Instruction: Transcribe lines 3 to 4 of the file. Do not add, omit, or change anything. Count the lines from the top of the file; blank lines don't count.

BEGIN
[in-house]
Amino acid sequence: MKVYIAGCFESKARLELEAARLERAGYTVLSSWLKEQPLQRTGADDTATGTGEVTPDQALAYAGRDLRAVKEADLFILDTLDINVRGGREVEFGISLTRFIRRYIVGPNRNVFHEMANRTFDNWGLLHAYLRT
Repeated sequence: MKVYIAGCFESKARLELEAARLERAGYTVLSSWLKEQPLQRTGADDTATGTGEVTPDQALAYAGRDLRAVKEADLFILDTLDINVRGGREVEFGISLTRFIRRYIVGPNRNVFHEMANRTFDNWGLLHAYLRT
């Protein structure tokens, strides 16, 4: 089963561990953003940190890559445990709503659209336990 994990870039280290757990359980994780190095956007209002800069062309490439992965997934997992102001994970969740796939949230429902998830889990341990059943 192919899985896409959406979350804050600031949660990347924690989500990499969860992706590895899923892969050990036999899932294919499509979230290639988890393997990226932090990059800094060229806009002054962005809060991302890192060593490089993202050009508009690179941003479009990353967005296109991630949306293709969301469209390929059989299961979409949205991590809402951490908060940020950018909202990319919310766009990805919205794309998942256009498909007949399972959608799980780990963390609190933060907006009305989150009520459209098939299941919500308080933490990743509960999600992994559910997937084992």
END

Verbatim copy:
Repeated sequence: MKVYIAGCFESKARLELEAARLERAGYTVLSSWLKEQPLQRTGADDTATGTGEVTPDQALAYAGRDLRAVKEADLFILDTLDINVRGGREVEFGISLTRFIRRYIVGPNRNVFHEMANRTFDNWGLLHAYLRT
């Protein structure tokens, strides 16, 4: 089963561990953003940190890559445990709503659209336990 994990870039280290757990359980994780190095956007209002800069062309490439992965997934997992102001994970969740796939949230429902998830889990341990059943 192919899985896409959406979350804050600031949660990347924690989500990499969860992706590895899923892969050990036999899932294919499509979230290639988890393997990226932090990059800094060229806009002054962005809060991302890192060593490089993202050009508009690179941003479009990353967005296109991630949306293709969301469209390929059989299961979409949205991590809402951490908060940020950018909202990319919310766009990805919205794309998942256009498909007949399972959608799980780990963390609190933060907006009305989150009520459209098939299941919500308080933490990743509960999600992994559910997937084992």